(An edited version of this appeared in Arre a few months ago.)
I grow old.. I grow old..
I shall wear the bottom of my trousers rolled.
Shall I part my hair behind? Do I dare to eat a peach?
I shall wear white flannel trousers, and walk upon the beach.
I have heard mermaids singing, each to each.
I do not think that they will sing to me.
- T.S Eliot, The Love Song Of Alfred J Prufrock
My thirtieth birthday was a landmark one by all accounts. I had just found love two months ago, and I was glowing with it. I was ready to end a decade that had been painful and trying and too full of waiting and not full enough of things done. I was ready to be done with twenty something, and all that implies: struggling, searching, self-conscious.
It was a Mad Men theme party on a friend's terrace. Another friend brought his DJ skills, everyone was exhorted to dress the part. The friends who lent me their space strung up lanterns and put up little angheetis full of coal to drive away the December chill. I had a special dress made at the tailor's, a yellow silk a-line number, and my hair was bouffant-y. I don't remember much of the party except for flashes of details: a birthday cake in the shape of a book; how everyone dressed the part and we looked like glorious, historic ghosts gathered on a Nizamuddin terrace; clutching a bottle of wine to my bosom, taking swigs of it all night. I was so ridiculously drunk, we stumbled the few blocks home, after the neighbours had called several times complaining about the noise, after the last few stragglers were persuaded to leave as well.
It was the last time I'd be that drunk without being hungover for two straight days after. It was one of the last times I'd have the energy to be out all day and also party all night. It was, if I had known it, the last time I'd be so damn the consequences about anything. My twenties were over and my thirties had begun.
At my age, my parents were parents. At my age, my grandmother already had practically grown-up children. The great advantage of being millennial, or millennial-adjacent anyway, is that you don't have to make the same choices your parents do. Consequently, mine—and my friends—thirties are spent in dream building: new jobs that bring more money, travel with those jobs, starting up things of their own. A few have succumbed to biological clocks and are having children, but if I put my parent and non-parent friends in a row next to each other, the childfree ones outnumber the ones with kids. Just about.
Perhaps this is why I—a person who frequently saw the grubby dawn of Mumbai mornings after a night out—had nothing on my calendar for the past weekend except two baby showers. We're growing up, us eighties kids, and we're growing older, if not old, and no one talks about it in the frantic soul searching way we did in our twenties.
Here's what it's like to be thirty five, from my point of view. No kids, but a flat that we run with admirable orderliness, which surprises guests who have not seen me for a decade. I have dust cloths and kitchen counter wipers, a fully stocked fridge and a pretty decent bar. Places that I used to love are dismissed as “too loud,” and though “too expensive” is still an issue for me (blame the freelance author life), it no longer seems to be for many of my peer group. For they are editors and managers and heads of things, a lot of them have savings and fixed deposits, something they seemed to have automatically done as soon as they entered this new decade. Instead of parties, we talk about healthy eating, instead of doing tequila shots, we do juice detoxes.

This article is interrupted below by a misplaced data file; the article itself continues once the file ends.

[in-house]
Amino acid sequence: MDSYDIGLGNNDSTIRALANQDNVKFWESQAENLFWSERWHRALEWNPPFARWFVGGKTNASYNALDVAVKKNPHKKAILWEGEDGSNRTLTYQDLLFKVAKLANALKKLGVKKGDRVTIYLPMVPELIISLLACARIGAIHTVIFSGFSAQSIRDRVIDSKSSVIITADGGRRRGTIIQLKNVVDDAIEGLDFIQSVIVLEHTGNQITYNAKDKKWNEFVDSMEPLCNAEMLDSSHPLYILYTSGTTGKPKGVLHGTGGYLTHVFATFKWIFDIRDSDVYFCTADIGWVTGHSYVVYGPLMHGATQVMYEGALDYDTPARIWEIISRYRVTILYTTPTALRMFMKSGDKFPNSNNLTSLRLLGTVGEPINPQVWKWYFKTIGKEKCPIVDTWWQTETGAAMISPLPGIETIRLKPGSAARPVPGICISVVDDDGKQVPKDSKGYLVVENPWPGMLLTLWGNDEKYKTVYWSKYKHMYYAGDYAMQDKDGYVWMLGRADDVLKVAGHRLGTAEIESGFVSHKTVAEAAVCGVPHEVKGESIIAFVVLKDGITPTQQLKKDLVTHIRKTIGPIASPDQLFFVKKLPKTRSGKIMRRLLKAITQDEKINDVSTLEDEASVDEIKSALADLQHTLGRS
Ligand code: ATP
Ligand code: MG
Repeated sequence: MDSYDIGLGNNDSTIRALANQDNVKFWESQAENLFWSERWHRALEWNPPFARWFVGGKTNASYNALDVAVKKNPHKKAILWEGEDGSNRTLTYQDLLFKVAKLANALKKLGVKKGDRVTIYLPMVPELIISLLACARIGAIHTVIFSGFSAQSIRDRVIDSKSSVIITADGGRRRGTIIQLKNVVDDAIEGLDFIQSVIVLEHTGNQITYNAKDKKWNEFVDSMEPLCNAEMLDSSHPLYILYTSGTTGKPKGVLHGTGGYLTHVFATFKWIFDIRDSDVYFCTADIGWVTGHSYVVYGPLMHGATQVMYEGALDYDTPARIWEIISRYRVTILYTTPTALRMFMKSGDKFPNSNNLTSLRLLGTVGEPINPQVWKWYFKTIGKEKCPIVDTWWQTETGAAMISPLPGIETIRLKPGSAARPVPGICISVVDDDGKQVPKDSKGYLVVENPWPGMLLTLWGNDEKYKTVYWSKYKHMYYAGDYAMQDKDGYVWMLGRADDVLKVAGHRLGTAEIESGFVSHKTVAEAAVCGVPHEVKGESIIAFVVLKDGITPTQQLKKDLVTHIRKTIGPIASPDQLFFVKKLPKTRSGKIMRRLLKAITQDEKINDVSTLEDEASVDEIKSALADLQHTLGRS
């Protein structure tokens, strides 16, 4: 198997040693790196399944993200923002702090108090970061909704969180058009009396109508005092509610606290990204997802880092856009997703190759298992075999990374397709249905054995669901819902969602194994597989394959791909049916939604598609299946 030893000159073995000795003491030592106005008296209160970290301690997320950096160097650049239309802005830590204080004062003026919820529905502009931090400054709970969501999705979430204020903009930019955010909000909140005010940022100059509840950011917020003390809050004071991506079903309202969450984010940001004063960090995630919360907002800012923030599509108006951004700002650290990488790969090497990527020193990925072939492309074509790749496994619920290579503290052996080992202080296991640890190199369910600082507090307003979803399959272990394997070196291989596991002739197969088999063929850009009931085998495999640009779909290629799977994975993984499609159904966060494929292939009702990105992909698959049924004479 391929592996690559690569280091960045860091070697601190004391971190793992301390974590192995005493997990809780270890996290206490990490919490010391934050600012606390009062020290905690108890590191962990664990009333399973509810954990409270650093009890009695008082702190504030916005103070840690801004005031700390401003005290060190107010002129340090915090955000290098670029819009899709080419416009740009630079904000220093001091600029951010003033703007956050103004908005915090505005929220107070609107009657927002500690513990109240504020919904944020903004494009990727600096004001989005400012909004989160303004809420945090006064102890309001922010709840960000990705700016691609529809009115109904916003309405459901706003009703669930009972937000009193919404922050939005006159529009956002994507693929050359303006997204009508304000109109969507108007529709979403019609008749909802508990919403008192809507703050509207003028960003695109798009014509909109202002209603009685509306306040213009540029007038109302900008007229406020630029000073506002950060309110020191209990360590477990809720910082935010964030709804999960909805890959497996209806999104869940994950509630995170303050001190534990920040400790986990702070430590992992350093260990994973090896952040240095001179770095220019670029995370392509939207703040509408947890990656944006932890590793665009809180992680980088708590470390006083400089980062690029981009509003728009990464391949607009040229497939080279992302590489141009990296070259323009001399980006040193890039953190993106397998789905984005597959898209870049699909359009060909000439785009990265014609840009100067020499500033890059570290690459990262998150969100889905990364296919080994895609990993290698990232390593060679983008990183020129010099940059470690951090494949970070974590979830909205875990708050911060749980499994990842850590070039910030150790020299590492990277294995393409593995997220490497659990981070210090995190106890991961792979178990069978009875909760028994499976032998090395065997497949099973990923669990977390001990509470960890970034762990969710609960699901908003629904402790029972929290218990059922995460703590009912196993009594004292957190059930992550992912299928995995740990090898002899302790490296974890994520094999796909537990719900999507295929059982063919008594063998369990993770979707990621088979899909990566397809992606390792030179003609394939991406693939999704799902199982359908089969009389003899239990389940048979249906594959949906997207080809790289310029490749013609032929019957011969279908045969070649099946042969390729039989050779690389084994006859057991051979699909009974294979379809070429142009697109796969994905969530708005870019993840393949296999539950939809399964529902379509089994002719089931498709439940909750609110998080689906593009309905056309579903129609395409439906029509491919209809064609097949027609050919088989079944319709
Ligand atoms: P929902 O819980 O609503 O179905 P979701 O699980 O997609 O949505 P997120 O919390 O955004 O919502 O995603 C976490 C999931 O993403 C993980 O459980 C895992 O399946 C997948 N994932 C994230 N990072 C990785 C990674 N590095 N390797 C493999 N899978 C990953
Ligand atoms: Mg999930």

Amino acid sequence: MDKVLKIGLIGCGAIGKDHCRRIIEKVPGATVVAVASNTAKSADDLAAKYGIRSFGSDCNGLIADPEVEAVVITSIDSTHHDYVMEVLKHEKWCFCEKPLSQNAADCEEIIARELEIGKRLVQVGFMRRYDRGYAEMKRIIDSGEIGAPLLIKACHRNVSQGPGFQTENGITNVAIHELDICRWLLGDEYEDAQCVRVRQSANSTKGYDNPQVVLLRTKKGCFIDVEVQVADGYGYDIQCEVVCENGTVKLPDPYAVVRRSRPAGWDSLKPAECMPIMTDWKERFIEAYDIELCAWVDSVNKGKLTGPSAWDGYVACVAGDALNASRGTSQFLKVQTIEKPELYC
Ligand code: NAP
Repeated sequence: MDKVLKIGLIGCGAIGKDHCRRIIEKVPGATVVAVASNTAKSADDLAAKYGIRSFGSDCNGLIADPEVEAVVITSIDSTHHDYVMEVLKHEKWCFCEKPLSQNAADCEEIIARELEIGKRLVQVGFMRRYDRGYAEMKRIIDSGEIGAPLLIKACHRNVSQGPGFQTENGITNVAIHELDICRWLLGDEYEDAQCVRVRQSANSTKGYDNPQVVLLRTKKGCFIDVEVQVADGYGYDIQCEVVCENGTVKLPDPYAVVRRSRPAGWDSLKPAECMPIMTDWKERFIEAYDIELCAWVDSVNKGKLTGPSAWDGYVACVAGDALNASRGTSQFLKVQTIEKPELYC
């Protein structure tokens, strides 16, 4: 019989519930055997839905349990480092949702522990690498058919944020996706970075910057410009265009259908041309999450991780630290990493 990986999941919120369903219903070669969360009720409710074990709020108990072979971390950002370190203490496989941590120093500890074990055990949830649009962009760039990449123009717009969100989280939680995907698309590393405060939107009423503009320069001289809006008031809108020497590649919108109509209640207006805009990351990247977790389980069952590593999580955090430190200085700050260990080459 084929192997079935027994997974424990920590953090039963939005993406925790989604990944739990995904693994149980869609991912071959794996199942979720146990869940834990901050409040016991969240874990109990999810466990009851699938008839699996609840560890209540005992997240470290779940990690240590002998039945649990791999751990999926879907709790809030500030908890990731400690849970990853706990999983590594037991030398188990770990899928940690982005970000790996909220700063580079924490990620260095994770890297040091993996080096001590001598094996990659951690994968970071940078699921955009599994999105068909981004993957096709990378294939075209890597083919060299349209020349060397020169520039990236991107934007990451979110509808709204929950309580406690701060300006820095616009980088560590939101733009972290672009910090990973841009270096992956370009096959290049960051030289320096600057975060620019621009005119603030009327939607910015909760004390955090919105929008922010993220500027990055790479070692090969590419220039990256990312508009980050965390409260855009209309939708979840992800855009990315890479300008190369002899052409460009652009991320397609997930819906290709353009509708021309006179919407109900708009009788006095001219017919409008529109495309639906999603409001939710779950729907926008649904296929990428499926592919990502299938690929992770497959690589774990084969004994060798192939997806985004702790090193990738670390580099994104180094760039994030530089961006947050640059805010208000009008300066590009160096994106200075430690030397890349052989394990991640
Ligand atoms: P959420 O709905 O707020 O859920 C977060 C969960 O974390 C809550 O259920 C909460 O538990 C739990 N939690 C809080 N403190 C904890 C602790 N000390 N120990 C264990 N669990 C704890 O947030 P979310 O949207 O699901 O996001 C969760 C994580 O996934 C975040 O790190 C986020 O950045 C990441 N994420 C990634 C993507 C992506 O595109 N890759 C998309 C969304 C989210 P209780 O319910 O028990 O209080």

On this side of thirty, I am still living like a twenty something, still smoking a little, still not exercising enough, still eating junk food from time to time, but my body is beginning to soften and ripen. At a recent gynaecological exam, I discovered that I had three cricket ball sized fibroids in the muscle of my uterus, and the doctor took one look at my womb and asked me when I was going to have children. “I'm still making up my mind,” I said and she looked grim. “You don't have much time.”
That seems to be the motto: you don't have much time. I am closer to fifty than fifteen, and yet, thanks to this generation of mine, I persist in thinking that the world is my oyster and everything will happen eventually. Retirement funds? Pfft, it'll happen. But miss my eight hours of sleep and I'm a zombie for the rest of the day. I've learned to take mid-morning flights, and not drink coffee after seven pm. I drink a lot more water now than I used to, and in my bank account, the buffer by which I start to worry is higher than it ever has been before.
So, what should you know about growing older, dear twenty something reading this? Your metabolism slows down, for one, and you have to either watch portion sizes or do a lot more exercise to ensure you stay the same weight as before. You always feel a bit like a fraud in the grown up room, wondering if anyone can tell you haven't figured your shit out yet. You're a lot more patient with your parents. You have much more self confidence than before, because you've winnowed out the stuff that doesn't matter. You have fewer friends, and you see them less, but you enjoy your time together more. You are Aunty or Uncle to several little ones and you're surprised by how easy it is to love children of the people you love, even though you claimed you were a child hater in your time. You're still a little scared that you won't do the things you set out to do, but now your fear is marked by a ticking clock.